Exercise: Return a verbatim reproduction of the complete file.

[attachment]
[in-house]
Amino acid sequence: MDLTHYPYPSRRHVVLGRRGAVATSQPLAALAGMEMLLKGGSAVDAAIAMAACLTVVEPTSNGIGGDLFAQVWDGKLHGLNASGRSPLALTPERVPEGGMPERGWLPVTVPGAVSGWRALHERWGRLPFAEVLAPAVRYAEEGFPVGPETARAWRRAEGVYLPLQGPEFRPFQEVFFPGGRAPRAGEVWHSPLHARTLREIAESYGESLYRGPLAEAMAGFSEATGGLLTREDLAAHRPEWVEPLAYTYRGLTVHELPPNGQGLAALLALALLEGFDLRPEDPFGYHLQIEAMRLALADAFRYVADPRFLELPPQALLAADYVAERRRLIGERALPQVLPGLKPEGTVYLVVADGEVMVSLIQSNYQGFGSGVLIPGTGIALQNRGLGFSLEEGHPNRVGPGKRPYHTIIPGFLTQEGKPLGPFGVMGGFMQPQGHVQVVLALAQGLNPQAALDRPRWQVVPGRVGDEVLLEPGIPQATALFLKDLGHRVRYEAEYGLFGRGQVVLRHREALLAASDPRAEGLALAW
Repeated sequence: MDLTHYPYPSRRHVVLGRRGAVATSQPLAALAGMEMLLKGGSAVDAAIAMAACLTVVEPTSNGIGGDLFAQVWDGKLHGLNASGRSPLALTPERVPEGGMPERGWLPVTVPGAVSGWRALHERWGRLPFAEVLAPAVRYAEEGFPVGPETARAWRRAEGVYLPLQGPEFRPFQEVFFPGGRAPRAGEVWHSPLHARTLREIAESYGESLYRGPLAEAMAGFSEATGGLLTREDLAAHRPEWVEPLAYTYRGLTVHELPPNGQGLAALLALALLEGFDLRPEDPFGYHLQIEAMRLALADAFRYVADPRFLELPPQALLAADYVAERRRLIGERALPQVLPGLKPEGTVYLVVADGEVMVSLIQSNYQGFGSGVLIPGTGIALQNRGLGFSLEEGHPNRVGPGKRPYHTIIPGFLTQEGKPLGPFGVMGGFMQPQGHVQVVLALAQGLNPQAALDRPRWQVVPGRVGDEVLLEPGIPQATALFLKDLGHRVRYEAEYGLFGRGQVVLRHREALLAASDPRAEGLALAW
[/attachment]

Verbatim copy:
[in-house]
Amino acid sequence: MDLTHYPYPSRRHVVLGRRGAVATSQPLAALAGMEMLLKGGSAVDAAIAMAACLTVVEPTSNGIGGDLFAQVWDGKLHGLNASGRSPLALTPERVPEGGMPERGWLPVTVPGAVSGWRALHERWGRLPFAEVLAPAVRYAEEGFPVGPETARAWRRAEGVYLPLQGPEFRPFQEVFFPGGRAPRAGEVWHSPLHARTLREIAESYGESLYRGPLAEAMAGFSEATGGLLTREDLAAHRPEWVEPLAYTYRGLTVHELPPNGQGLAALLALALLEGFDLRPEDPFGYHLQIEAMRLALADAFRYVADPRFLELPPQALLAADYVAERRRLIGERALPQVLPGLKPEGTVYLVVADGEVMVSLIQSNYQGFGSGVLIPGTGIALQNRGLGFSLEEGHPNRVGPGKRPYHTIIPGFLTQEGKPLGPFGVMGGFMQPQGHVQVVLALAQGLNPQAALDRPRWQVVPGRVGDEVLLEPGIPQATALFLKDLGHRVRYEAEYGLFGRGQVVLRHREALLAASDPRAEGLALAW
Repeated sequence: MDLTHYPYPSRRHVVLGRRGAVATSQPLAALAGMEMLLKGGSAVDAAIAMAACLTVVEPTSNGIGGDLFAQVWDGKLHGLNASGRSPLALTPERVPEGGMPERGWLPVTVPGAVSGWRALHERWGRLPFAEVLAPAVRYAEEGFPVGPETARAWRRAEGVYLPLQGPEFRPFQEVFFPGGRAPRAGEVWHSPLHARTLREIAESYGESLYRGPLAEAMAGFSEATGGLLTREDLAAHRPEWVEPLAYTYRGLTVHELPPNGQGLAALLALALLEGFDLRPEDPFGYHLQIEAMRLALADAFRYVADPRFLELPPQALLAADYVAERRRLIGERALPQVLPGLKPEGTVYLVVADGEVMVSLIQSNYQGFGSGVLIPGTGIALQNRGLGFSLEEGHPNRVGPGKRPYHTIIPGFLTQEGKPLGPFGVMGGFMQPQGHVQVVLALAQGLNPQAALDRPRWQVVPGRVGDEVLLEPGIPQATALFLKDLGHRVRYEAEYGLFGRGQVVLRHREALLAASDPRAEGLALAW